At a Glance:

  • Scientific Name: Xiphophorus variatus
  • Adult Size: 2–2.8 inches
  • Difficulty Level: Easy
  • Minimum Tank Size: 15 gallons
  • Water Temperature: 68–79 °F

White Cloud Mountain Minnow

White Cloud Mountain Minnows

If you’re struggling to decide on a cold water fish, then consider boosting these beauties to the top of your list. A schooling fish that’s also a peaceful tank companion, they frolic and play at the mid-level of the tank in swishing schools. 

With a silvery scale set faintly tinged with red, they’re striking. They’re also easy to care for and make a great species for a community tank.

At a Glance:

  • Scientific Name: Tanichthys albonubes
  • Adult Size: 1.5 inches
  • Difficulty Level: Easy
  • Minimum Tank Size: 10 gallons
  • Water Temperature: 58–72 °F

Zebra Danio

Colorful Freshwater Fish For Every Fish Tank

If there was a prize for the most underrated cold water fish, the Zebra Danio would be on the shortlist. Hardy, peaceful, and easy to care for, they’re also active throughout the top and mid-level of the tank. 

With striking stripes that continue into the fins and a beautifully contrasting dark body, they’re an eye-catching addition to any community tank.

At a Glance:

  • Scientific Name: Brachydanio rerio
  • Adult Size: 1.5–2 inches
  • Difficulty Level: Easy
  • Minimum Tank Size: 10 gallons
  • Water Temperature: 70–82 °F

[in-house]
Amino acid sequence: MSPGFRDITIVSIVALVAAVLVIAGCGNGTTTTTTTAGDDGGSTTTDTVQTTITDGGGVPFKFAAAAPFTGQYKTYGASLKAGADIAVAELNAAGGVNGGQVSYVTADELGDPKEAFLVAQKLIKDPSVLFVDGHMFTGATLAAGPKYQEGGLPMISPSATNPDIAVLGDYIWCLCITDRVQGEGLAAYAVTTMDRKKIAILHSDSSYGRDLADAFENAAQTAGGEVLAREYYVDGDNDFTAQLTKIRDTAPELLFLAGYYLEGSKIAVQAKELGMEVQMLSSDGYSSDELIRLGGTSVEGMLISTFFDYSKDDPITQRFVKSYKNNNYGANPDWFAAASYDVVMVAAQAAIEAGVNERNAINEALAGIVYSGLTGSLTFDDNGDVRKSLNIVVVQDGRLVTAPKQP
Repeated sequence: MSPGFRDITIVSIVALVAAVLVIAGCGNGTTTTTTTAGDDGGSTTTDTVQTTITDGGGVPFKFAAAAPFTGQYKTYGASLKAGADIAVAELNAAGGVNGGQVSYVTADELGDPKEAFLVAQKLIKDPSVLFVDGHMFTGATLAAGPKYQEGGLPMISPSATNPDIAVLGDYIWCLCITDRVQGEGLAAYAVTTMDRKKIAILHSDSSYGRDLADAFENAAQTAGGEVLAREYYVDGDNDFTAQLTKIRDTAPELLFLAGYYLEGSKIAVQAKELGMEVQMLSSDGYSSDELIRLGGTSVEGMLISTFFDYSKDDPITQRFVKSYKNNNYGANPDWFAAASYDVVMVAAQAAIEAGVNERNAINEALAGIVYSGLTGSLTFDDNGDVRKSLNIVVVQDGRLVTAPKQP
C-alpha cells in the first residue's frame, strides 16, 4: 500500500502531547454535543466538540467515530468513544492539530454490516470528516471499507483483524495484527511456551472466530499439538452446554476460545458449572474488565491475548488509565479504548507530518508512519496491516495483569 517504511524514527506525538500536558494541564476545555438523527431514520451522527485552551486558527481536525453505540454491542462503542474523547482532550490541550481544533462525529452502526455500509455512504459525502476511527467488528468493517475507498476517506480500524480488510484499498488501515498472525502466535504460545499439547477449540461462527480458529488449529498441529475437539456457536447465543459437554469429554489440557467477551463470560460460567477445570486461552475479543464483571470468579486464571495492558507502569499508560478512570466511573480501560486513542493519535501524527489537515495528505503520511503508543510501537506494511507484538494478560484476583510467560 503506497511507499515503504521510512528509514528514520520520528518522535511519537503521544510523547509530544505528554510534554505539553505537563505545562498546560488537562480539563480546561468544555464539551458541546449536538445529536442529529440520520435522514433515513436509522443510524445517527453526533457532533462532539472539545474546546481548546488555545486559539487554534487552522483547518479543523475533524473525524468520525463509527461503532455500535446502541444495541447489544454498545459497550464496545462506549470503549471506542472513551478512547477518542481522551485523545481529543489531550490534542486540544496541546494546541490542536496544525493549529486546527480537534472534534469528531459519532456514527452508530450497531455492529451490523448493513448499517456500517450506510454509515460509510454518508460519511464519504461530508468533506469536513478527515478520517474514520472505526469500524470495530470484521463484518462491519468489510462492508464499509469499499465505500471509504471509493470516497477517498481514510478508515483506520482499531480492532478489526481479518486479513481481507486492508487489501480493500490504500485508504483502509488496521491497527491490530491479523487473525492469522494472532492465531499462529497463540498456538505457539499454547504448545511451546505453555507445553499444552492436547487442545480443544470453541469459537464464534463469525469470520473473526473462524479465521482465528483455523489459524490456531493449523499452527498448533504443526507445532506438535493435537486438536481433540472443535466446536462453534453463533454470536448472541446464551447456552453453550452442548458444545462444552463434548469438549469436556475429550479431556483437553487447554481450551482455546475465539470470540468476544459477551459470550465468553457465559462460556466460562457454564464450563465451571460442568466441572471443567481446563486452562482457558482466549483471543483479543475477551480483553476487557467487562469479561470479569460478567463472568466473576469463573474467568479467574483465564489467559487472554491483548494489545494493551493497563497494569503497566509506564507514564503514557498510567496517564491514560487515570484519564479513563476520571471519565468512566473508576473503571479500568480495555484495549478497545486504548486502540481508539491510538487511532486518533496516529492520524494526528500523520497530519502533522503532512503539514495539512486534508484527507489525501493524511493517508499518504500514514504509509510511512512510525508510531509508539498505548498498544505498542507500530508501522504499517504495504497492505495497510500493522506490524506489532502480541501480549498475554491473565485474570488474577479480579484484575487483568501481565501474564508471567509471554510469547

Japanese Rice Fish

Japanese Rice Fish

Also called the Medaka fish, what the Japanese Rice Fish lacks in color it makes up for in mesmerizing behavior. They’re a nano fish that thrives in a full school, so plan for at least 8 fish in your tank. 

If their natural color, stemming from the rice paddies that they’re usually found in, isn’t exciting enough for you, there are some special breeds that are golden, and even a genetically modified neon/glow variety. They will use all the levels of your tank, too.

At a Glance:

  • Scientific Name: Oryzias latipes
  • Adult Size: 1.5 inches
  • Difficulty Level: Easy
  • Minimum Tank Size: 10 gallons
  • Water Temperature: 64–71 °F

Panda Corydoras

Panda Cory

One glance at the name, and we’re sure you’ve guessed their primary color pattern. In bold whites and blacks, with a black eye stripe, they’re a beautiful catfish variant that can work well in cold water aquariums, particularly if you opt for the less fussy commercially bred fish. 

Wild-caught fish can be a bit fussier. They’re a social bottom feeder that likes to be in a school, so plan on 6 fish or more. Because they’re also easygoing, they make a good community cold tank choice.

At a Glance:

  • Scientific Name: Corydoras panda
  • Adult Size: 2 inches
  • Difficulty Level: Easy to Moderate
  • Minimum Tank Size: 10 gallons
  • Water Temperature: 68–77 °F

Guppies

Guppies